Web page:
For years, federal officials have given the U.S. departments of Defense and Veterans Affairs flak for failing to make their electronic health record systems interoperable. The decibel level of such complaints rose astronomically following a February 2013 decision to abandon development of a joint EHR, and has grown deafening in recent months as the push for interoperability of all health records systems continues to gain steam throughout the halls of Congress.
Just last week, in fact:
- David Powner, director of information technology management issues at the Government Accountability Office, slammed the lack of progress by DoD and VA as wasteful in testimony before the House subcommittees on Government Operations and Information Technology; and
- An amendment was added to the Senate's National Defense Authorization Act for Fiscal Year 2016 requiring interoperability between the agencies' systems
That's why the VA's planned launch of its new Enterprise Health Management Platform--demonstrated last week by the agency--is such a breath of fresh air.
The EHMP is a Web-based system that uses apps or widgets to provide data. It will share information with the Department of Defense's health records, and also will allow caregivers in the VA system to have access to their patients' records across the agency's facilities.
What's more, EHMP is an in-house project for the VA and is open source.
"What we have not always done, and we are creating now, is a system for providers at the point of care taking care of veterans that natively integrates all of the data from both sides," David Waltman, a senior advisor to the undersecretary for health on IT issues, said during the demo. He hopes full access to the program will be available by 2017.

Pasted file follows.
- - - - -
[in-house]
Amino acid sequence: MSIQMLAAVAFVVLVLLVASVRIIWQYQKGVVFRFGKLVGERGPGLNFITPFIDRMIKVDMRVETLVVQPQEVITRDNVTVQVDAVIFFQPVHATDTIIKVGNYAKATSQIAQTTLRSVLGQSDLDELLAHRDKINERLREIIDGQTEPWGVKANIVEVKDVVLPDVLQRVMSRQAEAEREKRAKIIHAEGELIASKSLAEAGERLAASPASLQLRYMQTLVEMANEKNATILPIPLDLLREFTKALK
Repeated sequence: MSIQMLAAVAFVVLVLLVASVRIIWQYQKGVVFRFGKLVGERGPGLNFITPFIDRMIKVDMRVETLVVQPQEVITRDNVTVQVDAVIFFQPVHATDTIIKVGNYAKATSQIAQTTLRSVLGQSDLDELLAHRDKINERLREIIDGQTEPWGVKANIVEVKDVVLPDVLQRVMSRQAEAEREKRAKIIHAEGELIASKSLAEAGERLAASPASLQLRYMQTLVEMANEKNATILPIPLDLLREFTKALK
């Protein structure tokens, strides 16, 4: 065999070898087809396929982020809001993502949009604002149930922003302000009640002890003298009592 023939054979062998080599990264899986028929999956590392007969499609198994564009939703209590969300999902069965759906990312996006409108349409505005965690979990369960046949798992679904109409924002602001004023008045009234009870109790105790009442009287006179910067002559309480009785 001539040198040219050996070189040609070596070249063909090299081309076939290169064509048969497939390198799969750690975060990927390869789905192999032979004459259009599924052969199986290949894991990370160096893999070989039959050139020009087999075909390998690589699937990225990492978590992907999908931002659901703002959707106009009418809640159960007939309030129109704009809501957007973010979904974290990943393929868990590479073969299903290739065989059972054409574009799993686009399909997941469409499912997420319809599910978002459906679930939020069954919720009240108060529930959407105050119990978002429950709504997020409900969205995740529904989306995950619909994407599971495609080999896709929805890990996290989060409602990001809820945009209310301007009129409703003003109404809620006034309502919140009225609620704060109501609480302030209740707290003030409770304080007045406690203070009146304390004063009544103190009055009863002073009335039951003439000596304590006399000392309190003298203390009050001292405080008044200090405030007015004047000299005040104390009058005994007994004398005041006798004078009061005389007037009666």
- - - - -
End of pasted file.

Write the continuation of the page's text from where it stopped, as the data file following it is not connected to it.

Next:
Two of the three vendors still vying for the Pentagon's coveted $11 billion health record contract, when talking to FierceEMR earlier this year about how their potential systems would interoperate with the VA's health records system, cited Healtheway as the most likely path, at least initially.
But legislators at a Senate hearing last month focusing on interoperability were none too happy about the prospect of potentially paying a king's ransom to implement an EHR system that isn't already fully able to share health information with the VA--or any other provider. Sen. Bill Cassidy (R-La.) asked National Coordinator for Health IT Karen DeSalvo about the potential lack of interoperability, noting that two of the finalists for the contract--Epic and Cerner--were identified as companies that lack interoperability in a recent ONC report on information blocking.
"I feel like we're in a thicket here and we can't get out," Cassidy said. "We're about to spend $11 billion on a system that the VA's system is not interoperable with? Please tell me that I'm absolutely wrong."
The VA had a horse in the race, too, until February, when PwC's solution--which was to be built based on the open-source technology of the Veterans Health Information Systems and Technology Architecture (VistA)--was eliminated from contention.
EHMP appears to be a potential solution to some of those problems, at least between the VA and the DoD.